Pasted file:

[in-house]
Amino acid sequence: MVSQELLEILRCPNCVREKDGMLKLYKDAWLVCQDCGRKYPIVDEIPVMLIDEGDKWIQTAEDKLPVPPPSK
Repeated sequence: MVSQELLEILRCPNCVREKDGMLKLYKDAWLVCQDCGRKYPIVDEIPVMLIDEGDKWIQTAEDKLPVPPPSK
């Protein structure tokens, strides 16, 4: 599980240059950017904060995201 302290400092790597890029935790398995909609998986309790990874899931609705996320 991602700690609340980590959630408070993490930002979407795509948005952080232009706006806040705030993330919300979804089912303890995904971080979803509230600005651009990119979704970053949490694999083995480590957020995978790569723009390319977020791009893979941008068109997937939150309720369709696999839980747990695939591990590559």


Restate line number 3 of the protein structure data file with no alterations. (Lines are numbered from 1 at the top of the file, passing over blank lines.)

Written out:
Repeated sequence: MVSQELLEILRCPNCVREKDGMLKLYKDAWLVCQDCGRKYPIVDEIPVMLIDEGDKWIQTAEDKLPVPPPSK